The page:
Since Kelly started as Chief of Staff, Trump has held back on the tweets and showed a modicum of discipline.  It can't last.  What happens, then, when Trump lets loose a bunch of stupid tweets, or admits guilt to federal crimes on national tv, like he did with Lester Holt?  What happens to his relationship with Kelly?

Trump thinks they are peas in a pod.  Two tough guys.  He doesn't understand the nature of personal discipline.  Recklessness is at the core of his disorder.  We've seen this before.  Trump tones down the tweets.  For a little while.  Then, they come back, because he can't stop himself.  That is one of the central aspects of being a psychopath.  He can't control himself.

When most people think of psychopaths, they think of pure malevolence, or perhaps just the lack of empathy that seems to be required for such malevolence, but not all cruel people are psychopaths.  People can be driven to cruelty by all sorts of factors.  If you want a truly dark read, try Hitler's Willing Executioners, about how the Nazi regime convinced basically ordinary people-- non-psychopaths-- to participate in the most evil horrors ever.  Or how about just Stanley Milgram's ground-breaking book, Obedience to Authority, demonstrating that nearly anybody, including probably you, can probably be convinced to murder an innocent person for no reason other than the fact that someone in a position of authority tells you to do so.  People are horrendous.  Anti-social personality disorder is distinct from just being a shitbag, though.  The American Psychoanalytic Association relaxed it's version of the Goldwater Rule because they think that Trump is worse than a regular shitbag.  They think he is seriously mentally ill, and a part of that illness-- a central part of that illness-- is Trump's poor impulse control.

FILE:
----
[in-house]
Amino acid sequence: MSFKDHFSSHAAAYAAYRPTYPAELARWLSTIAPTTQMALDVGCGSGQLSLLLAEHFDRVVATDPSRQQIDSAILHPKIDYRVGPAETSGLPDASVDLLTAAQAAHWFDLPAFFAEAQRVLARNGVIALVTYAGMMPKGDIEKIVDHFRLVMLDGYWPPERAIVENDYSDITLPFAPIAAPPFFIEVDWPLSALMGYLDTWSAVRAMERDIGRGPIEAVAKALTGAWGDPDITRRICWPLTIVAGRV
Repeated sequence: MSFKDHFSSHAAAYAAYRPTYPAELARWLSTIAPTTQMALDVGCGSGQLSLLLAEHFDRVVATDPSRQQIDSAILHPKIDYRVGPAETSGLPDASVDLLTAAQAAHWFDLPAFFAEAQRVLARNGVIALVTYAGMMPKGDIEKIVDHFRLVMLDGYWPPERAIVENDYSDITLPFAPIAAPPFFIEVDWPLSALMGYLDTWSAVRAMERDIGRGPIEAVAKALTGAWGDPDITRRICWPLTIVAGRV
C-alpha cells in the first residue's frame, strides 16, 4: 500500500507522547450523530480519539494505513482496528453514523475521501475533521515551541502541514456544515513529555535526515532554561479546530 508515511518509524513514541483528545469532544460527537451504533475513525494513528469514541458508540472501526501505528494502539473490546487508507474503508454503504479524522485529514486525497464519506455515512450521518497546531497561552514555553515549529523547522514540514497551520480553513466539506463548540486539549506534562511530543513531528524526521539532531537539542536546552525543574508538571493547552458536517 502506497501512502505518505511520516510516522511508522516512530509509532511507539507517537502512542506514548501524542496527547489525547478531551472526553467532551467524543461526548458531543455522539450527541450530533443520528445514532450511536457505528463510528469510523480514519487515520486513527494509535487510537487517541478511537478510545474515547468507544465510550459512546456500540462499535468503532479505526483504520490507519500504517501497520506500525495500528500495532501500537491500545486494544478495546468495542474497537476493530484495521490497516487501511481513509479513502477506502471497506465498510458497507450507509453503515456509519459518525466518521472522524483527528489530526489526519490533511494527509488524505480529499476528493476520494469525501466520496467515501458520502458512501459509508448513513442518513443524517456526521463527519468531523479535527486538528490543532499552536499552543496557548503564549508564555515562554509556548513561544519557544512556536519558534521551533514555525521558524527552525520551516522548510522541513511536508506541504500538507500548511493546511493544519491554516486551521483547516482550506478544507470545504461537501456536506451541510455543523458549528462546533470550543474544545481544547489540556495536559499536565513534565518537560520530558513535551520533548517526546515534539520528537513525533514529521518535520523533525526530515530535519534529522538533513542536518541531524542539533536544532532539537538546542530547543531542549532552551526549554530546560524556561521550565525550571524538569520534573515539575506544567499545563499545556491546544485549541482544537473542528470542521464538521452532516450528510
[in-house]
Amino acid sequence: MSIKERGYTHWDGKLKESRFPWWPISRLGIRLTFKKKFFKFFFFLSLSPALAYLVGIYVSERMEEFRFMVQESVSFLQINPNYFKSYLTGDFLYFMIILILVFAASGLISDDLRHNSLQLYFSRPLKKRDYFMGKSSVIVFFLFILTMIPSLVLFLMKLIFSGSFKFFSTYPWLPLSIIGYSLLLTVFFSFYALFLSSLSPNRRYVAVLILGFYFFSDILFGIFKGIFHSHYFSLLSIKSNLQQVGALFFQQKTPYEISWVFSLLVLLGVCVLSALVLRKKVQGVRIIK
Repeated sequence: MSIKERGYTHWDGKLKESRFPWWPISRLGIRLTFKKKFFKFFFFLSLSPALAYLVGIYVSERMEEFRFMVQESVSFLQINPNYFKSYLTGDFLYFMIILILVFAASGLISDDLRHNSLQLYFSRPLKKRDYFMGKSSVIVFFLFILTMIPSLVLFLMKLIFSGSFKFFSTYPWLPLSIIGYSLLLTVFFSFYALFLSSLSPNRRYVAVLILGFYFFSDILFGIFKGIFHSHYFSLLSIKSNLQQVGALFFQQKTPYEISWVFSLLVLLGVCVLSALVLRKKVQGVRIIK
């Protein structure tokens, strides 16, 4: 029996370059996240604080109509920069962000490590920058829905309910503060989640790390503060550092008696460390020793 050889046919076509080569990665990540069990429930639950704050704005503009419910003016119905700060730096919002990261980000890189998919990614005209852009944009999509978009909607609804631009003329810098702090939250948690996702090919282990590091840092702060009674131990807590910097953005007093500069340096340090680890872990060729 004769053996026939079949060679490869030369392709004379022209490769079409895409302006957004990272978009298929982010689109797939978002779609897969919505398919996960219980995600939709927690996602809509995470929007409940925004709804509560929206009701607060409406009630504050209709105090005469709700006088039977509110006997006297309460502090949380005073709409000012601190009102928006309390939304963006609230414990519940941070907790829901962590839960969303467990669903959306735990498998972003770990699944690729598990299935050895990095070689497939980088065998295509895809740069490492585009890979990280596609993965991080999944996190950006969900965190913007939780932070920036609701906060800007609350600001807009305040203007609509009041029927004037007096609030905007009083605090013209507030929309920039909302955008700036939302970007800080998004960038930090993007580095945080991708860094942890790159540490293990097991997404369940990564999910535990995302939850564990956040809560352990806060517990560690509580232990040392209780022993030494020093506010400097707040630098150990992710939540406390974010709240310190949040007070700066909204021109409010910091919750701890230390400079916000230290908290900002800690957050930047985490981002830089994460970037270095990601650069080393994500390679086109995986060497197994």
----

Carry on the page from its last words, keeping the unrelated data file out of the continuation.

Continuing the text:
Trump's self-discipline won't last.  It can't last.

We'll see what happens to his relationship with Kelly once Trump goes on another tear, or loses it and fires Sessions even though Kelly told him that his job was safe, or something like that.  The idea of Trump maintaining military-style discipline? Yeah, right.

*Note that the American Psychoanalytic Association is not the American Psychiatric Association.  The latter is the one that wrote the DSM.

1 comment:

  1. FWIW, he had a relatively decent week (in his mind) after hiring Kelly. He doesn't look at the Miller "Fuck the Statue of Liberty" thing as bad. This matters because he has a well-documented pattern of lashing out (and, particularly, indulging the Bannon/Miller wing) when he feels like he's down.

    So, he'll probably be able to keep himself in check for a little while....oh, there he goes with the tweets because he saw bad poll results. Hmmm.